For many years the book that sat closest to my bedside was a Jeeves Omnibus by the masterful Pelham Grenville ‘Plum’ Wodehouse. I’ve always treasured the world of Bertie Wooster and his unflappable valet; a quintessentially English place, peopled with indomitable Aunts and hopeless nephews, always getting into scrapes that are resolved in time for tea and crumpets.

In 2013, brothers David and Robert Goodale took one of Wodehouse’s early stories ‘The Code of the Woosters’ (1938) and adapted it into this Olivier winning comedy for a west end audience. Director and Designer Barry Purves, with the assistance of an astonishingly versatile amateur cast, has successfully delivered the madcap, farcical spirit of the original production to the Cheshire stage this week.

Anyone with a passing knowledge of the ‘Jeevesian’ milieu, will know that a large part of the beauty is derived from the first person delivery by Bertie Wooster. His unique voice when storytelling is the driving force behind the series of plots and misunderstandings which drive the absurdity. Yet, this humour is very difficult to portray on either stage or screen. Many have tried over the years, with Hugh Laurie coming closest to achieving the blend of gormless stupidity linked with innate likeability, during the ‘90’s television series.

This production cleverly allows Wodehouse’s language to shine by breaking the fourth wall, with Bertie Wooster (Jamie Sloan) addressing the audience directly throughout, as he attempts to relate the story of an incident he recently was involved in at Totleigh Towers. His narrative develops into a ‘Mise en abyme’ (play within a play), with Wooster calling on his Valet Jeeves (Andrew Higson) and the household Butler, Seppings (Graham Simmonds) to portray a variety of characters he encountered.

This structure is deceptively clever as it allows all forms of absurdist behaviour to be incorporated into the evening using minimal sets, props and cast. So, in addition to his portrayal of the buttoned up Jeeves, Higson gets to demonstrate his range as Gussie Fink-Nottle and ‘Stiffy’ Bing (a female character despite the misleading nickname) to great pantomime effect. Similarly, Simmonds is great value as a wide variety of characters, particularly Sir Roderick Spode, employing an ever expanding balloon to represent the huge head, as well as a group of nuns and a gaggle of geese during an eventful car journey!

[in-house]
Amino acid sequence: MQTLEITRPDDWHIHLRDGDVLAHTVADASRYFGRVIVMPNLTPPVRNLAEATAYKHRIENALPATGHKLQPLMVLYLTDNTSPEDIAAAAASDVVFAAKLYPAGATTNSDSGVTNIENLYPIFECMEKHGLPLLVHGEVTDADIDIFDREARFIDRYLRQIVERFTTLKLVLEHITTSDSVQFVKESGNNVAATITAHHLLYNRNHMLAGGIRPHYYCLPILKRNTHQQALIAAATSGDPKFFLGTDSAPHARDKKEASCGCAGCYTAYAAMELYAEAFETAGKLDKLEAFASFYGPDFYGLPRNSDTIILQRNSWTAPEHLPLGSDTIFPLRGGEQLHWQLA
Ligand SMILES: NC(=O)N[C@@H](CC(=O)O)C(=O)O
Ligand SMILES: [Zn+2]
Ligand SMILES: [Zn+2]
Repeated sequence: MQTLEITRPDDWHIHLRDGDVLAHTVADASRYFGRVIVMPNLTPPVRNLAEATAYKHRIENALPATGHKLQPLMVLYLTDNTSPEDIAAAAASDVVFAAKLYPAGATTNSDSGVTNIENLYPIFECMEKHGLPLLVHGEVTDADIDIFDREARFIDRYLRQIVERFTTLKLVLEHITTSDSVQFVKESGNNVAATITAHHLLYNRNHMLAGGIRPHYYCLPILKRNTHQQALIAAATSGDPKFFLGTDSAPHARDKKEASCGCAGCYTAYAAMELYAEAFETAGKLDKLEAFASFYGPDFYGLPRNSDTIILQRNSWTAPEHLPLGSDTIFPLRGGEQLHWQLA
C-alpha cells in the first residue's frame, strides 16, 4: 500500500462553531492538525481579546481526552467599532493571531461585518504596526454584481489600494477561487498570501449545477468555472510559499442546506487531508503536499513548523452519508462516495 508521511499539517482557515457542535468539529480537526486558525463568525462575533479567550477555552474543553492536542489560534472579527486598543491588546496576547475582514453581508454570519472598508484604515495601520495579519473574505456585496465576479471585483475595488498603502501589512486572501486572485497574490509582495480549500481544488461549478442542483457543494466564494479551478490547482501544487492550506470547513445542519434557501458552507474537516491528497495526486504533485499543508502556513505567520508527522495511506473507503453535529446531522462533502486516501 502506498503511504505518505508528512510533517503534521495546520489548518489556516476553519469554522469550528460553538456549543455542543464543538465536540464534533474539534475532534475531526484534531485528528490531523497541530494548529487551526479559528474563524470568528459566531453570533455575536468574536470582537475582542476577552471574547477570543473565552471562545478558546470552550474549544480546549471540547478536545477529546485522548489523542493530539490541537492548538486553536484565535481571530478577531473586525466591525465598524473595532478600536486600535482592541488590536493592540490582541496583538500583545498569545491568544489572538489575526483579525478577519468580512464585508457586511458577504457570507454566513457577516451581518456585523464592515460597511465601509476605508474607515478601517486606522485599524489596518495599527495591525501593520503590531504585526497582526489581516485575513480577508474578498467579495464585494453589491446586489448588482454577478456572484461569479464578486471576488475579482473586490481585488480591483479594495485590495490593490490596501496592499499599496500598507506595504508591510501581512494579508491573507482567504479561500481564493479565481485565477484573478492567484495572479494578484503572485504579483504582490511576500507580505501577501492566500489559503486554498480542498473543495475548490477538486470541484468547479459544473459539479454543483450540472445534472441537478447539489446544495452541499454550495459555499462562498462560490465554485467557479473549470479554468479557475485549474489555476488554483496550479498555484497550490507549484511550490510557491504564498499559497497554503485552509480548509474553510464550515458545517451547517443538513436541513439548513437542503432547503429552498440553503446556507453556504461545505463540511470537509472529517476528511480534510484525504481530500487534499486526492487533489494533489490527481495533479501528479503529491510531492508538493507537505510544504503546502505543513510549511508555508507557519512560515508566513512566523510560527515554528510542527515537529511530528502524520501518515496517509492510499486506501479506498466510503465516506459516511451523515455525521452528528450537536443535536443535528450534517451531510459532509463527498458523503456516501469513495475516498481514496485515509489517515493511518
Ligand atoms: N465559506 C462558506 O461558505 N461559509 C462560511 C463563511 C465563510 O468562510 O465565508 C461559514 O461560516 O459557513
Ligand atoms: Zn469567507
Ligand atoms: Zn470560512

Amidst all this madcap nonsense, Sloan is the strong centre that holds the piece together. He displays admirable froideur throughout, especially when exiting a bath with nothing more than a rubber duck to hide his modesty. The portrayal of Wooster was engaging and faithful to the spirit of the character, also his skilful stagecraft covered a few opening night blushes with scenery and lines from his fellow cast and crew, without the wider audience being aware of the errors.

Purves design gives a nod to Art Deco and the simple stage is complimented by knowing use of props and costuming. Virtue is made of vice with the cardboard cars, statues and furniture adding to the pretext of Bertie’s ‘play within a play’. The UkuHalee Band, onstage throughout provided spirited musical accompaniment, as well as acting as foil to the company. I look forward to their forthcoming performances in USA (Urmston, Sale & Altrincham) throughout the Summer months.

Wodehouse is a deceptive author, ostensibly his work is light as a feather but it’s chock full of classical allusion with frequent biblical, mythological and Shakespearean references. This shows a writer who wears his learning lightly and has a deep understanding of the way farce can hold a mirror to current events. The plotting of his books is similarly dense and convoluted. This production slightly lacked the clarity of exposition required, the recap at the beginning of Act Two was much needed by most of the audience and there was some confusion in simple storytelling due to the myriad number of characters displayed.

However, what is missing in subtle nuance was balanced with a feeling of shared fun, throughout the evening. The cast clearly had as much fun producing this excellent show, as the audience did watching it. It sent me home to reread Wodehouse in high spirits.

A top notch spiffing show!!

Reviewer: Paul Wilcox

Reviewed: 17th February 2020

North West End UK Rating: ★★★★